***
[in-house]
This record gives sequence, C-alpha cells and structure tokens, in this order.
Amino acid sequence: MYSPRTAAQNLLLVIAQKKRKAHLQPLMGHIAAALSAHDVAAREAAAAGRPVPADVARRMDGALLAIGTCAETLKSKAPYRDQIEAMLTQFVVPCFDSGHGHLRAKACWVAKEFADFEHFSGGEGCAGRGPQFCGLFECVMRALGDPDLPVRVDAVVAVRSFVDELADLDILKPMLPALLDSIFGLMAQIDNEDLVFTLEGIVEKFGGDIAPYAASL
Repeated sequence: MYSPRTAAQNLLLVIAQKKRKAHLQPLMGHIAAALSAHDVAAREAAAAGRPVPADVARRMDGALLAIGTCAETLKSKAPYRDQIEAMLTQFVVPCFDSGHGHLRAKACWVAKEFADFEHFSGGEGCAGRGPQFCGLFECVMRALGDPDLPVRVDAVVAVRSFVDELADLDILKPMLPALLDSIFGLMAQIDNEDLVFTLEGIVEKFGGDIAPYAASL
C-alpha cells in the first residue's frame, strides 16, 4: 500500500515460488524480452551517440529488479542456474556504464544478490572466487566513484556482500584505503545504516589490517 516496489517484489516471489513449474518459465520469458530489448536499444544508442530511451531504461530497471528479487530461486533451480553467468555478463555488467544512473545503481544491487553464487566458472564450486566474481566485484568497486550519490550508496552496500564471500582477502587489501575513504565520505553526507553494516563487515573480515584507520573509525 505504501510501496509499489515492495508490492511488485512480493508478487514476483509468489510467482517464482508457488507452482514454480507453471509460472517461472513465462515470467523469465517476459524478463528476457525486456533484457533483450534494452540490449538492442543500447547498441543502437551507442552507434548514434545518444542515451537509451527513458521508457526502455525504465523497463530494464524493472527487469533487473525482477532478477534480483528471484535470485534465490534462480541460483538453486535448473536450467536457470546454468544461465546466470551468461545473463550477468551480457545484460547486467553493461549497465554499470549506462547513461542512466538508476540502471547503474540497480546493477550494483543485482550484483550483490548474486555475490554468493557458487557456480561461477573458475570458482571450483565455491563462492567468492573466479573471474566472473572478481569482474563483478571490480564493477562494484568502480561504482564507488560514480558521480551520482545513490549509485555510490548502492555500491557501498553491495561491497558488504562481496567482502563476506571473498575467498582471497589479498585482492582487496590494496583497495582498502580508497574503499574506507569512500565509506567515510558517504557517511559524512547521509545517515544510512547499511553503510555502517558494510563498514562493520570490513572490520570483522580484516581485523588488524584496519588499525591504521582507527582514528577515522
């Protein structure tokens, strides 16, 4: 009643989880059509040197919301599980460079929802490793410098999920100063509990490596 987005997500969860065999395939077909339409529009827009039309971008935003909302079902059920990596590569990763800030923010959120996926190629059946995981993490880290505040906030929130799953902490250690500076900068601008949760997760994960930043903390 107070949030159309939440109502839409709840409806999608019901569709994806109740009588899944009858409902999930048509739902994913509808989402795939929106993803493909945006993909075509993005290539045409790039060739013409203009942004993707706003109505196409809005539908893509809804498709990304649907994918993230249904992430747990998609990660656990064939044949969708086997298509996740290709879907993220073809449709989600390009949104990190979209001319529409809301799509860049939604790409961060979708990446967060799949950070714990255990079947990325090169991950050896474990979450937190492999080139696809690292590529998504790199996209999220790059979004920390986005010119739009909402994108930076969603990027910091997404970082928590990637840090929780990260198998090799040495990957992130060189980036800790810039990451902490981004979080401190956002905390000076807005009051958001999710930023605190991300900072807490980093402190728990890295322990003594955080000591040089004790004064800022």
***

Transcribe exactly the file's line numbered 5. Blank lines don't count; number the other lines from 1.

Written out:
C-alpha cells in the first residue's frame, strides 16, 4: 500500500515460488524480452551517440529488479542456474556504464544478490572466487566513484556482500584505503545504516589490517 516496489517484489516471489513449474518459465520469458530489448536499444544508442530511451531504461530497471528479487530461486533451480553467468555478463555488467544512473545503481544491487553464487566458472564450486566474481566485484568497486550519490550508496552496500564471500582477502587489501575513504565520505553526507553494516563487515573480515584507520573509525 505504501510501496509499489515492495508490492511488485512480493508478487514476483509468489510467482517464482508457488507452482514454480507453471509460472517461472513465462515470467523469465517476459524478463528476457525486456533484457533483450534494452540490449538492442543500447547498441543502437551507442552507434548514434545518444542515451537509451527513458521508457526502455525504465523497463530494464524493472527487469533487473525482477532478477534480483528471484535470485534465490534462480541460483538453486535448473536450467536457470546454468544461465546466470551468461545473463550477468551480457545484460547486467553493461549497465554499470549506462547513461542512466538508476540502471547503474540497480546493477550494483543485482550484483550483490548474486555475490554468493557458487557456480561461477573458475570458482571450483565455491563462492567468492573466479573471474566472473572478481569482474563483478571490480564493477562494484568502480561504482564507488560514480558521480551520482545513490549509485555510490548502492555500491557501498553491495561491497558488504562481496567482502563476506571473498575467498582471497589479498585482492582487496590494496583497495582498502580508497574503499574506507569512500565509506567515510558517504557517511559524512547521509545517515544510512547499511553503510555502517558494510563498514562493520570490513572490520570483522580484516581485523588488524584496519588499525591504521582507527582514528577515522